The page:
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Friday, September 16 2016


Lest I give anyone the impression that raising Livestock Guardian Dogs is easy, and that your big white dog which keeps sneaking out is somehow inferior in some way to my teenagers, who in print appear perfect in every way, let me reassure you. The raccoons around here can probably cuss like sailors courtesy of my example each time those two disappear.

The trick is that they CAN NOT BE LOOSE TOGETHER. They can't.  It's as simple as that. Independently they will lie around like responsible livestock dogs. Together, they are frat boys on spring break. We are blessed to be in the middle of nowhere, so when two large white dogs the size of calves go on walkabout, it is highly unlikely they will be hit by a car. On the other hand, they could be killed by hogs, bitten by poisonous snakes, or shot by hunters. AND - if they are running amok, they are not protecting the effing sheep!

Of late we have settled into a routine with Judge on Dayshift, while Jury is locked in the barn, and Jury loose at night while Judge is locked with the goats. Briar may either be with Judge or Jury. This has been working really well - until Thursday night.

Thursday we left to deliver several baby goats. Because the babies were in the back of the truck screaming, and we didn't want Judge to follow us down the road, we locked him in the barn with Jury. Together. Where they could plot. We returned far later than planned and it was already very dark with a bright moon in the sky. I was physically and emotionally exhausted and all I really wanted to do was go to bed. That's normally when things happen. I was not to be disappointed.

I opened the barn aisle gate and the boys bounded off into the night with a jubilant jog. I called them back to sort them for their shifts. Their jog accelerated into a flat-out gallop into the night. By the time I screamed at them, they had reached warp speed. There was a sonic boom as they broke the sound barrier when they discovered Other Half had left the gate open between the barnyard and the big pasture when he was planting wheat earlier.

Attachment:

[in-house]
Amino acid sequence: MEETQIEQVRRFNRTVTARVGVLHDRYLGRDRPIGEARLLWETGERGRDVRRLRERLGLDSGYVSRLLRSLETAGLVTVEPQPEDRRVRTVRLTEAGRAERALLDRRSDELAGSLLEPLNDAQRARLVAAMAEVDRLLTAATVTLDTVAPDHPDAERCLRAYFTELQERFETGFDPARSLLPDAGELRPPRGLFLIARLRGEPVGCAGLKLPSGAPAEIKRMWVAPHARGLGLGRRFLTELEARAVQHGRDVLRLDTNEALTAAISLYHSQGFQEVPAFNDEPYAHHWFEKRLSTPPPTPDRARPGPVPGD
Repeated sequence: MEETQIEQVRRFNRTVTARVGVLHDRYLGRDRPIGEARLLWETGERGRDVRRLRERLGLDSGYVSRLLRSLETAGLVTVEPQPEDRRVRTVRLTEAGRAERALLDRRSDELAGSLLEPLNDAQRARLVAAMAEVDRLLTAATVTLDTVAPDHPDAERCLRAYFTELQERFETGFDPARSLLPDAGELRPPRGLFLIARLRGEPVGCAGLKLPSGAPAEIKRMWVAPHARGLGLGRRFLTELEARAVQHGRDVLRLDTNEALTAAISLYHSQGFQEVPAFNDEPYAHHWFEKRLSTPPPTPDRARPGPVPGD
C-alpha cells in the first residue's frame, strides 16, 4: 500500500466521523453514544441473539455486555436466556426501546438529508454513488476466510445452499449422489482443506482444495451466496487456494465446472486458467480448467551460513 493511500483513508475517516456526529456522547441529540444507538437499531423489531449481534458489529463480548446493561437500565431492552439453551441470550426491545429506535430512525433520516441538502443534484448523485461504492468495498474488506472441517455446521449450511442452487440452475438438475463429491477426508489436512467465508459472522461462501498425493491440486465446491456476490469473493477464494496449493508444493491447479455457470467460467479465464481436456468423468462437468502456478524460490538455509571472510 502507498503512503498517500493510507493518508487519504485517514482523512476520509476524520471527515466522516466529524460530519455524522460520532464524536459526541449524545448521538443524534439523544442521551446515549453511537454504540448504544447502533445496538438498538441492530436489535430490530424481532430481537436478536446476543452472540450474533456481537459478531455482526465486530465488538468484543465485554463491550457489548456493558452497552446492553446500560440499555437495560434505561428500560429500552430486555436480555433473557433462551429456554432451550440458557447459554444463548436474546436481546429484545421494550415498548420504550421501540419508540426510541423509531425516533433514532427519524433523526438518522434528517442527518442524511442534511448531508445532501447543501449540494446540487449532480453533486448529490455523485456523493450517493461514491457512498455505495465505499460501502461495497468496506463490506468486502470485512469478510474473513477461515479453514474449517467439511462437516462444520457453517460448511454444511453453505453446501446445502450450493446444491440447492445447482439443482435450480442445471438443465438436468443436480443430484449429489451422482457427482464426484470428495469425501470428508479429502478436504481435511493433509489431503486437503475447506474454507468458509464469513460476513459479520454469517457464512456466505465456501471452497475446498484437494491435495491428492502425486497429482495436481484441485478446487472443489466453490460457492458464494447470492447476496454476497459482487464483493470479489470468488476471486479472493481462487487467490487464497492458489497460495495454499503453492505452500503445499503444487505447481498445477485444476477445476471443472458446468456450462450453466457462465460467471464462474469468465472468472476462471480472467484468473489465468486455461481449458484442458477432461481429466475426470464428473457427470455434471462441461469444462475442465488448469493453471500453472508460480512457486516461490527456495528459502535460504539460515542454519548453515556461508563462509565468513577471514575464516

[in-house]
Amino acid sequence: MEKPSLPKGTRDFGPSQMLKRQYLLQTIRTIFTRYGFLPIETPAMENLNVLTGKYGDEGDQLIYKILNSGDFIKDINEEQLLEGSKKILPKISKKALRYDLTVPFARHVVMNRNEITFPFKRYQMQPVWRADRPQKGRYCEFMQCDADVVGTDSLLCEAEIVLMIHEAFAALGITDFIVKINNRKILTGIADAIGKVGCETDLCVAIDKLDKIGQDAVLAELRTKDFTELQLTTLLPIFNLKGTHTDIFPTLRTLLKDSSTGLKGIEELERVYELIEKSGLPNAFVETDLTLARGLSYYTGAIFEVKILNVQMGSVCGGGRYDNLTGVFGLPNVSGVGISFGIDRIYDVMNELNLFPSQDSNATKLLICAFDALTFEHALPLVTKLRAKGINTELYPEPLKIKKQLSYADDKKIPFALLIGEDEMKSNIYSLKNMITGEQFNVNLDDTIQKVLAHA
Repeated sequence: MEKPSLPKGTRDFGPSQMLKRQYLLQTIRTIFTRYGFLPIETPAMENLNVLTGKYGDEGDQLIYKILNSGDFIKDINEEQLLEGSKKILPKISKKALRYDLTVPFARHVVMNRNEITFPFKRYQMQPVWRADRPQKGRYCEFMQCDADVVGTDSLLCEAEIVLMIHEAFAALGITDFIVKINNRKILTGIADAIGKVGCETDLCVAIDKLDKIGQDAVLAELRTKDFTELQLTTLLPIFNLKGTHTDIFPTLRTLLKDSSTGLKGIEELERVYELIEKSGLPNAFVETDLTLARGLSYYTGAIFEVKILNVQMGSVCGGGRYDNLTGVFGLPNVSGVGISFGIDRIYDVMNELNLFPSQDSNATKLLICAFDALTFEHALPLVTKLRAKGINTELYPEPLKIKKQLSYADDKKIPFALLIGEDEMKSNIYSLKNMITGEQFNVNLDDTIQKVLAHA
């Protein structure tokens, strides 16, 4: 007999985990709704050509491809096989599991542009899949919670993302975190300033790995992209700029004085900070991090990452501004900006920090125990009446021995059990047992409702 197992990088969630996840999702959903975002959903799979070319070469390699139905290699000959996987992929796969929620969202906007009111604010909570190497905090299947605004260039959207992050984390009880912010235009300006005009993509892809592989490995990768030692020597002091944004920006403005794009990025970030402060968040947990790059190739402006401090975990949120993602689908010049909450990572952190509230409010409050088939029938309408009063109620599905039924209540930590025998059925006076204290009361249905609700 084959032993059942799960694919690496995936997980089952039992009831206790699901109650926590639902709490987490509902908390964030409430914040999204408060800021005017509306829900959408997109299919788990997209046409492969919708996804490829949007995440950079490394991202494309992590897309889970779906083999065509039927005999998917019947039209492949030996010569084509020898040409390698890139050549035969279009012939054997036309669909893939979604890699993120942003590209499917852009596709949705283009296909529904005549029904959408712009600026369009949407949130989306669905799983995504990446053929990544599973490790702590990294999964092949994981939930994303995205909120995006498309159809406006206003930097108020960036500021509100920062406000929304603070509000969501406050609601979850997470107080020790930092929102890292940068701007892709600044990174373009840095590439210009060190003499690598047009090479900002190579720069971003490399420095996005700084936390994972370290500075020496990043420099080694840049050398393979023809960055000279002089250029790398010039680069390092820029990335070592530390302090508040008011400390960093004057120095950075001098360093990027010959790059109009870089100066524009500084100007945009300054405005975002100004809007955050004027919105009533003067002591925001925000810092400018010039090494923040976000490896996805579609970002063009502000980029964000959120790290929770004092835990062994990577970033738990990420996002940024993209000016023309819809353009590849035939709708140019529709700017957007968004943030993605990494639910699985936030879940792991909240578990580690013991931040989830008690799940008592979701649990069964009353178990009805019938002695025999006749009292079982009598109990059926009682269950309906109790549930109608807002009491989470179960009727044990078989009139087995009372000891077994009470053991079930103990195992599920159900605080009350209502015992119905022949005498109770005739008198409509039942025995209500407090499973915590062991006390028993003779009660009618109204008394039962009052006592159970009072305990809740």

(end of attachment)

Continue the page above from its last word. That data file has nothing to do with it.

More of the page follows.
I wanted to cry. I wanted to cuss. I wanted to throw things. Two giant dogs can cover a lot of territory on those long legs and they clearly had no intention of coming back on their own. There are rules I accept out here. You cannot catch a large animal running through thick brush if it doesn't want to be caught. I leaped onto a 4wheeler to take a pass through the pasture in hopes they would decide to lope back and follow me. Nope. Nothing. Nada. There was absolutely no sound but crickets and owls. They were so far away I couldn't even hear their bells jingling. At this point I felt like Merle Haggard's mother.

If you were not raised in rural America in the 1960's perhaps you've never heard the song "Momma Tried" in which a young man laments about how his mother tried to steer him straight despite his wandering ways. This chorus kept running through my head as I cussed in the moonlight:

I turned twenty-one in prison doing life without parole.
 No-one could steer me right but Mama tried, Mama tried,
 Mama tried to raise me better, but her pleading, I denied.
 That leaves only me to blame 'cause Mama tried.


Yes, I was Merle Haggard's mother in the moonlight, but I refused to drive around in the dark, calling for dogs that would ignore me. I refused to sit up and worry about them. This was Darwinism at work, I ranted. I provide a safe home, meals, and medical care. If you are too stupid to accept that, then let Natural Selection sort it out. And with that, I went to bed. Yes, I was a tad angry.

And perhaps a bit harsh.

I woke up around 2:30 am and peeked out the window. They had returned sometime earlier and were both safely in the barnyard with the sheep. I have no idea if they ran 30 minutes or 3 hours. I went back to bed. At 6:30 am they were both still in the barnyard with the sheep. When the sun came up they were both still home. Apparently God and Darwin smiled on Big White Puppies that night.